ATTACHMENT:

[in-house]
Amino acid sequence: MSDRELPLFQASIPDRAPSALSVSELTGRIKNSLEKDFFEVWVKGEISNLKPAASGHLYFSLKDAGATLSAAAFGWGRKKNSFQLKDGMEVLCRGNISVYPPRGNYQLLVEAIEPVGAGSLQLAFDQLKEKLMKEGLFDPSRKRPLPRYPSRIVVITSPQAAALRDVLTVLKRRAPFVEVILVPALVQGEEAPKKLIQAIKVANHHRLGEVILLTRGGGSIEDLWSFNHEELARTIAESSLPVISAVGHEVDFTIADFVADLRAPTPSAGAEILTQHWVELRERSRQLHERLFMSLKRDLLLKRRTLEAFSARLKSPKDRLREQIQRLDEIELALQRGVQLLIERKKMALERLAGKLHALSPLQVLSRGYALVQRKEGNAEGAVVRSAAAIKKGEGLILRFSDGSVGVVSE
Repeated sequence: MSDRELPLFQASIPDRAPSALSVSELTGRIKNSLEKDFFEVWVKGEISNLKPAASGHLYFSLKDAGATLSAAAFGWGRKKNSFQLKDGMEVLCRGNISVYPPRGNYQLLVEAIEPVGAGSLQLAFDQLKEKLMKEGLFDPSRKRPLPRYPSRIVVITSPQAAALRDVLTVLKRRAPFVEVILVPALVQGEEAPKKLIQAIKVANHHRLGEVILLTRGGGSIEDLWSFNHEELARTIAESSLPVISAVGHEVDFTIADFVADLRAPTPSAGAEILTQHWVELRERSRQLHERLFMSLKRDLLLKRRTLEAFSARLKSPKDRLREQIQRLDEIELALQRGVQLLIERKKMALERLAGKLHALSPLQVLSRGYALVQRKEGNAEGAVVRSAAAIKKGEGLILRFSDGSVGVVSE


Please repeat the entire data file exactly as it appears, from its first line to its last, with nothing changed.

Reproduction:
[in-house]
Amino acid sequence: MSDRELPLFQASIPDRAPSALSVSELTGRIKNSLEKDFFEVWVKGEISNLKPAASGHLYFSLKDAGATLSAAAFGWGRKKNSFQLKDGMEVLCRGNISVYPPRGNYQLLVEAIEPVGAGSLQLAFDQLKEKLMKEGLFDPSRKRPLPRYPSRIVVITSPQAAALRDVLTVLKRRAPFVEVILVPALVQGEEAPKKLIQAIKVANHHRLGEVILLTRGGGSIEDLWSFNHEELARTIAESSLPVISAVGHEVDFTIADFVADLRAPTPSAGAEILTQHWVELRERSRQLHERLFMSLKRDLLLKRRTLEAFSARLKSPKDRLREQIQRLDEIELALQRGVQLLIERKKMALERLAGKLHALSPLQVLSRGYALVQRKEGNAEGAVVRSAAAIKKGEGLILRFSDGSVGVVSE
Repeated sequence: MSDRELPLFQASIPDRAPSALSVSELTGRIKNSLEKDFFEVWVKGEISNLKPAASGHLYFSLKDAGATLSAAAFGWGRKKNSFQLKDGMEVLCRGNISVYPPRGNYQLLVEAIEPVGAGSLQLAFDQLKEKLMKEGLFDPSRKRPLPRYPSRIVVITSPQAAALRDVLTVLKRRAPFVEVILVPALVQGEEAPKKLIQAIKVANHHRLGEVILLTRGGGSIEDLWSFNHEELARTIAESSLPVISAVGHEVDFTIADFVADLRAPTPSAGAEILTQHWVELRERSRQLHERLFMSLKRDLLLKRRTLEAFSARLKSPKDRLREQIQRLDEIELALQRGVQLLIERKKMALERLAGKLHALSPLQVLSRGYALVQRKEGNAEGAVVRSAAAIKKGEGLILRFSDGSVGVVSE